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Rodeo Prince

from The New York Times

Richard Prince: This Ain’t No Retrospective, It’s a Rodeo

A new book looks at the figure of the American cowboy through the outlaw lens of Mr. Prince, an artist known for his sly borrowings.

By Randy Kennedy

A 2012 inkjet and acrylic painting, “Untitled (Cowboy),” by Richard Prince, based on a cover of a pulp-fiction western novel.Credit…via Fulton Ryder

Photography and the mythos of the American cowboy have been lassoed together almost from birth. Even when they weren’t working hand in hand, they were often in close company. The most famous showdown in the Old West, the gunfight at the O.K. Corral, took place not at the corral but six doors down in front of the photography studio of Camillus Fly. He was too busy ducking to take a picture but ran out with a Henry rifle as the shots died away and disarmed Billy Clanton, one of the outlaws in a gang called — yes — the Cowboys.

“Richard Prince: Cowboy,” a lavish, offbeat new book, just published by Prestel, uses photography to take a long look at the pervasive, at times pernicious, influence of the cowboy on movies, television, books, advertising and politics. The book is nominally devoted to the work of Mr. Prince, who rose to fame in the 1980s through his coy appropriation of the majestic cowboy pictures from Marlboro magazine ads. But as compiled and edited by the collector and curator Robert Rubin, the assemblage of art, ephemera and found imagery ends up feeling more like a ripsnorting syllabus for an American studies class that might have been team-taught by Sam Peckinpah and Margaret Mead.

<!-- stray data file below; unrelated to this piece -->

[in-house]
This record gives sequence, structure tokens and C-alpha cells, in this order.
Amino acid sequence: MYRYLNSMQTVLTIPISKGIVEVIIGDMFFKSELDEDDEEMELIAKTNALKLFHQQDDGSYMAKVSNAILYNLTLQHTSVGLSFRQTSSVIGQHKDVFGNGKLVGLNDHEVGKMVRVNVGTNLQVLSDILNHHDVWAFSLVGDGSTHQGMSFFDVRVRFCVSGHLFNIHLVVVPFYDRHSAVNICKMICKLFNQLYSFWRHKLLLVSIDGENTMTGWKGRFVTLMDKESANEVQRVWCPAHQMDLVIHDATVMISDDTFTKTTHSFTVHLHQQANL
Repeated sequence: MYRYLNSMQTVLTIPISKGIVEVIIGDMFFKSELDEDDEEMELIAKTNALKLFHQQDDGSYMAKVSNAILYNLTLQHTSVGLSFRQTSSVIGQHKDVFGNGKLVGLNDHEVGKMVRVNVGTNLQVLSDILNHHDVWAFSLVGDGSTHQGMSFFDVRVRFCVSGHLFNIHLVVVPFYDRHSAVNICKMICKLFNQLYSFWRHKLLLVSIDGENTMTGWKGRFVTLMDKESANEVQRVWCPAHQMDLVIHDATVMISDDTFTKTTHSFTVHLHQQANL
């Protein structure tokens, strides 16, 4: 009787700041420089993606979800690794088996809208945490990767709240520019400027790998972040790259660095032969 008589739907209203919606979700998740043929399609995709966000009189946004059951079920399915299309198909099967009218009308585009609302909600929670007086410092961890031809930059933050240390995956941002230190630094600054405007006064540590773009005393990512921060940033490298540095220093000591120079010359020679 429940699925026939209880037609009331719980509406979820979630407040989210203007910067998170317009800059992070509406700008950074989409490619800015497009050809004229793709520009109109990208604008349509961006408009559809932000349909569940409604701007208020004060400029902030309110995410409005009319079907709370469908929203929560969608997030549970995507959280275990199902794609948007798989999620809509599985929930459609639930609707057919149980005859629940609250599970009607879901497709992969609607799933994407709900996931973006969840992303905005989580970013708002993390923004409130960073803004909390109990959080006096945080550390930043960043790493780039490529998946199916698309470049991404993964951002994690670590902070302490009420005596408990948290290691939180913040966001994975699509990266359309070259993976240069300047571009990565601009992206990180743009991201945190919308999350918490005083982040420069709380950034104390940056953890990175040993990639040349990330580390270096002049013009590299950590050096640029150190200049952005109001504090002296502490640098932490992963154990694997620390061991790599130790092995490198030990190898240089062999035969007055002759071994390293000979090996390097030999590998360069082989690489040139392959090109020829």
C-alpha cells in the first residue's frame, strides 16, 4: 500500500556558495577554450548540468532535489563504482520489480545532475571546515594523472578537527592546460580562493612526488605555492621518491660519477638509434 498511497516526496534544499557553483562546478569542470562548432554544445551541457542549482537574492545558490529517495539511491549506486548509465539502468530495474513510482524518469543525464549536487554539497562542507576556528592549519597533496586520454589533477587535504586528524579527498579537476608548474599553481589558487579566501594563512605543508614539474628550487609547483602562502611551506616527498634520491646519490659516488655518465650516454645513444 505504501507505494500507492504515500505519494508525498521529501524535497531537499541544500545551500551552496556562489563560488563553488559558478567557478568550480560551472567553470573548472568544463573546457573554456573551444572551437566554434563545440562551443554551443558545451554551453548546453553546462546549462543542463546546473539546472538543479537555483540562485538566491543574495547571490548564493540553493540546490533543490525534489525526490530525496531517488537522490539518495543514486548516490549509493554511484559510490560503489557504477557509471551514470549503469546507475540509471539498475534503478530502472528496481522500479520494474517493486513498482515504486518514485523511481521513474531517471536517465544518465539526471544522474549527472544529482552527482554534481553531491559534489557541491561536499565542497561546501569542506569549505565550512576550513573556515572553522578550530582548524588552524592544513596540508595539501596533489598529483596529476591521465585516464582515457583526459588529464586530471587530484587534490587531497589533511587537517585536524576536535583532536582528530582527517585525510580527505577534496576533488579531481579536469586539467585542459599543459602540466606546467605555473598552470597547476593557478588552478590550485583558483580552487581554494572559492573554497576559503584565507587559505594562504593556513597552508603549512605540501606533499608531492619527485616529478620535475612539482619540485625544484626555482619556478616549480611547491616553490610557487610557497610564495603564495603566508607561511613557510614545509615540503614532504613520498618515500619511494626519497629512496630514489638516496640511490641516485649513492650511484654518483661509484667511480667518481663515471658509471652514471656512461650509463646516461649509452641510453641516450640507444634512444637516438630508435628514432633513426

[ click to continue reading at NYT ]

Posted on April 5, 2020 by Editor

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